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Grain of Truth: The Ancient Lessons of Craft

by Ross Laird

In Grain of Truth, Ross Laird uses his myriad craft projects as a vehicle to explore craft as a metaphor for self-awareness. Dividing his ruminations into eight sections titled after the essential symbols of Taoism, Laird’s journey to self-realization is a meandering sort of trip from cabinet to wooden box to marimba and more.

At times the writing is as precise as a slide rule. Take this, on sharpening: “Absence of light is what marks an edge as truly sharp; a blade that shines at its edge is dull. The perfect blade is invisible.” Exactly. Too often, though, Laird’s verbiage overwhelms the reader. It’s as if there is a kind of disconnect at work in Grain of Truth – Laird seems to want to present a contemplative book, but he never stops talking long enough for the reader to relax and take in his message.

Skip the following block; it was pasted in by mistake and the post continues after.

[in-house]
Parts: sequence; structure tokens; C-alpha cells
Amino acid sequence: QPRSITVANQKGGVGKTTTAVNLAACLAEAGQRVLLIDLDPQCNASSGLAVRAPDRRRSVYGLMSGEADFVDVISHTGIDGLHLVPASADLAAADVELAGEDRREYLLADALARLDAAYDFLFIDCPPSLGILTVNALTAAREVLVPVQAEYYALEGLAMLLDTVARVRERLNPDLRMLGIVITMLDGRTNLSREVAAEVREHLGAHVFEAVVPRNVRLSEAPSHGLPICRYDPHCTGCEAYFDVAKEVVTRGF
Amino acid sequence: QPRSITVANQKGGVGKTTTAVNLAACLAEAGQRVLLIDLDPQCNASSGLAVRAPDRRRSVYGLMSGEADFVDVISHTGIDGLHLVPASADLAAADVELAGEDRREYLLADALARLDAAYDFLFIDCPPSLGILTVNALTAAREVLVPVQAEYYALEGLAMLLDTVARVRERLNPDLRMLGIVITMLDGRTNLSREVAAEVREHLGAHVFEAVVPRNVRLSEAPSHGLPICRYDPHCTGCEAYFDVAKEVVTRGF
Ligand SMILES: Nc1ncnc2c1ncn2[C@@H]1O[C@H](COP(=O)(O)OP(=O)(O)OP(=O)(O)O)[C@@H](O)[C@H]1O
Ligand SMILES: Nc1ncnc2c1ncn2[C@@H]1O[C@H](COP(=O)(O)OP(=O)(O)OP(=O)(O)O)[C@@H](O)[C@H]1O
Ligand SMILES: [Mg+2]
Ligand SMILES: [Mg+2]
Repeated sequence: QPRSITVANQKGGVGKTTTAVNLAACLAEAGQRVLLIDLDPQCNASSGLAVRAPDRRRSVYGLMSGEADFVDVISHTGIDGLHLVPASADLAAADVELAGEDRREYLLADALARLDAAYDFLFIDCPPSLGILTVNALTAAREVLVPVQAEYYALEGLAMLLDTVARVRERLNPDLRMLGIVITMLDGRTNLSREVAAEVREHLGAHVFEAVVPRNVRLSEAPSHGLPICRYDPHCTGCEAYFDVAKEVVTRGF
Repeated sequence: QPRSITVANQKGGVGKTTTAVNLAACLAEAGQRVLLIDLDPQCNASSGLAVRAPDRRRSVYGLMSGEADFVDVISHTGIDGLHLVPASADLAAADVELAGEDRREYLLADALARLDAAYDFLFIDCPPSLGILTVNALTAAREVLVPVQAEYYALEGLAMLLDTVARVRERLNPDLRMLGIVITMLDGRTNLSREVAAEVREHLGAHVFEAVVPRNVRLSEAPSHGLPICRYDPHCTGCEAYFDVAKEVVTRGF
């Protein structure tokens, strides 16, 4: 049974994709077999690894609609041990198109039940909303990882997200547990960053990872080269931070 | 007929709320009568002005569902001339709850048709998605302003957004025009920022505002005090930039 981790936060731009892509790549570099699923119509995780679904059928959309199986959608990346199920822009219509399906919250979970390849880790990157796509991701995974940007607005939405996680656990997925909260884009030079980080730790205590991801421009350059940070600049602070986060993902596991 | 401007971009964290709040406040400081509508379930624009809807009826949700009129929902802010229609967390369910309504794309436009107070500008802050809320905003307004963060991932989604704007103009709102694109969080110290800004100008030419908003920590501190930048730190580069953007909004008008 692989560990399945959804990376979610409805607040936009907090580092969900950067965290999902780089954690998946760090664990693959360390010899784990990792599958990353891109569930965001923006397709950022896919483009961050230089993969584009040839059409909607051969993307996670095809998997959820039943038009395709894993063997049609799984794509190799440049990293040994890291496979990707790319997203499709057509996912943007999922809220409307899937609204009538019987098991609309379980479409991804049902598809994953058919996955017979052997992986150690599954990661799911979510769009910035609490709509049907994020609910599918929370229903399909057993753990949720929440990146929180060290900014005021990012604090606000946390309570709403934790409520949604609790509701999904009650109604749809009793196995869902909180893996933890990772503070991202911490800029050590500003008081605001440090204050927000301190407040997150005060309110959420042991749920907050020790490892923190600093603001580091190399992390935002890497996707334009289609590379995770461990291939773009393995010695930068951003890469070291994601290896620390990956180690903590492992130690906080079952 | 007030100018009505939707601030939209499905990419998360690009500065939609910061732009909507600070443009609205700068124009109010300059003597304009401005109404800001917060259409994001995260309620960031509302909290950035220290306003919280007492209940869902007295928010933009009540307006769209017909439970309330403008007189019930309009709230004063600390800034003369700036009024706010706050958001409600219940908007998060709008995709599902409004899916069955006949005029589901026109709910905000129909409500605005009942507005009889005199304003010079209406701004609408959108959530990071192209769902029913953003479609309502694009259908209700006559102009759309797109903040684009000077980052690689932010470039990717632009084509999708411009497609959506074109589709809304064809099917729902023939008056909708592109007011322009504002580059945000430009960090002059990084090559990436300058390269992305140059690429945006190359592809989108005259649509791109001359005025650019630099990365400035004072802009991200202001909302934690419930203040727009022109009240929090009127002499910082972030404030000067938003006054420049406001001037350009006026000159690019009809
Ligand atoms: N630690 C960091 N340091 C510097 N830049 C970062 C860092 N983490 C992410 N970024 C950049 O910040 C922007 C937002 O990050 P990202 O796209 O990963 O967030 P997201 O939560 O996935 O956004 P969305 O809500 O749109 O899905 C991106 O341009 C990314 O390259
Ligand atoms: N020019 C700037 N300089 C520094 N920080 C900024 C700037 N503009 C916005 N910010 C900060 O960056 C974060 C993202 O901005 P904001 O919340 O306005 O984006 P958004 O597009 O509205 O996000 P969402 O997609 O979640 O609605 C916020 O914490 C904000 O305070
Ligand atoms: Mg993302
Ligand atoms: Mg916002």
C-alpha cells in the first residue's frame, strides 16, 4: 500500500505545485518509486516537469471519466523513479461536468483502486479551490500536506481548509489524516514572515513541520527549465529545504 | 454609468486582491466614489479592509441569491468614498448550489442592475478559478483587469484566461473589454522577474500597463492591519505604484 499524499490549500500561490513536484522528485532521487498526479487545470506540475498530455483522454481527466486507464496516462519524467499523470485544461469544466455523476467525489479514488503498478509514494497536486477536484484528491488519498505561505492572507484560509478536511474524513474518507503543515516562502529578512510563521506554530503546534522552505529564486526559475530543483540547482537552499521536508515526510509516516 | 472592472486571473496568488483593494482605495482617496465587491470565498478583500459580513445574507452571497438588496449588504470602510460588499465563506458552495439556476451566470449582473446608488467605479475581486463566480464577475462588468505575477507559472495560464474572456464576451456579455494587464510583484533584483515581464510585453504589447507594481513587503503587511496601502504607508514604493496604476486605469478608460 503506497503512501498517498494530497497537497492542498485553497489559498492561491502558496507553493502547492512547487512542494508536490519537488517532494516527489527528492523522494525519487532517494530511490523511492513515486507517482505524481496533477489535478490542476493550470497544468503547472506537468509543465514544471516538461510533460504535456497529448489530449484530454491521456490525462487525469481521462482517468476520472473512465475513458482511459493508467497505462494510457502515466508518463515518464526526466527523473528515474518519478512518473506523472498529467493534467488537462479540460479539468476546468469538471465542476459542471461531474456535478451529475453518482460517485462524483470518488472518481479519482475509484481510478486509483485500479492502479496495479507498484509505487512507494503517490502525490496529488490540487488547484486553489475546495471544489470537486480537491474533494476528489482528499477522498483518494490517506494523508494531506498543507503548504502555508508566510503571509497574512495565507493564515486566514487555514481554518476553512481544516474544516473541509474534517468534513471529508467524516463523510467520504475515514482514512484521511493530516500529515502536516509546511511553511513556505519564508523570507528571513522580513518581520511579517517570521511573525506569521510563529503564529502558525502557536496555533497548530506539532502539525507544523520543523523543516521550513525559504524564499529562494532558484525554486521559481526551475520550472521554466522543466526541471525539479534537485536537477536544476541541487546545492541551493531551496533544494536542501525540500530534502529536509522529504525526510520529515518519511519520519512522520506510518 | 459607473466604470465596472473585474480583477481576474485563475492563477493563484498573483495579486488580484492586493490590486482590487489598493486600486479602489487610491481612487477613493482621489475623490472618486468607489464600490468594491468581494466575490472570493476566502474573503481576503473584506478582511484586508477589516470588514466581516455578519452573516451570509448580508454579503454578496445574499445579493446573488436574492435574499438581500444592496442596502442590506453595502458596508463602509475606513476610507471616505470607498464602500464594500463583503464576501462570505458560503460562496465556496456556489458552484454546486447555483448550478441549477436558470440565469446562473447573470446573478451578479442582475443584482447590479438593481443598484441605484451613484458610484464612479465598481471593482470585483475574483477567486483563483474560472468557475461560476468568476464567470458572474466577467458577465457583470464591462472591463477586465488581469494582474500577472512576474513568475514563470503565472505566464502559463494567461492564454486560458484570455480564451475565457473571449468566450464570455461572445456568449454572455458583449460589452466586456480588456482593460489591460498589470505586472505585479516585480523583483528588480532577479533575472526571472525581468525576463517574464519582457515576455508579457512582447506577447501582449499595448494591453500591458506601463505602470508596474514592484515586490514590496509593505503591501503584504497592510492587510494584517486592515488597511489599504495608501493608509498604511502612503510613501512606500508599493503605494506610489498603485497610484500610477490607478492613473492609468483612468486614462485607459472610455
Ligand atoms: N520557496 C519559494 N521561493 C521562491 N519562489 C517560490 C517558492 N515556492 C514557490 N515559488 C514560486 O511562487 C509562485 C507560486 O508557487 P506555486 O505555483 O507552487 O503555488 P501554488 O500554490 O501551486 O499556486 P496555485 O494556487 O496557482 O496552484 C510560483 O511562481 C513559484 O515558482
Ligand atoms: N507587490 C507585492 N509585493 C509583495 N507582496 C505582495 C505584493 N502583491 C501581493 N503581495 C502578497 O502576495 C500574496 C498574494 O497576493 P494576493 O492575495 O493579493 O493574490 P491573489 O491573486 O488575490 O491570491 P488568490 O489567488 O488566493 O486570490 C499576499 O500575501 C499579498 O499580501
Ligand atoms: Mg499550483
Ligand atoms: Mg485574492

He also can’t decide which mantle to wear: poet, philosopher, craftsman, storyteller – they’re all here, too often speaking at cross-purposes. For example, on a trip to a sawmill Laird claims: “I share a camaraderie with these uncommon fellows, a strong resonance for the spirit of craft that shines in them.” But one of the “old-timers” he feels such a “resonance” for, a sawmill operator named Karl, is introduced as a “crusty eccentric” who “jabbers on about the power outage.” Laird describes the trip to the backyard sawmill as if it is some sort of journey into another culture. Far from “camaraderie,” the visit comes across as a piece of tourism.

Laird’s fascination for the creative process is apparent, but he never gets down to the meat of his problem. Why does he hole up in his shop after a busy day of work to make these things? What drives Ross Laird? And what are the lessons to be learned from craft? Perhaps if Laird had practiced more of the plain talk he praised in the old-timers, those lessons would have been more apparent.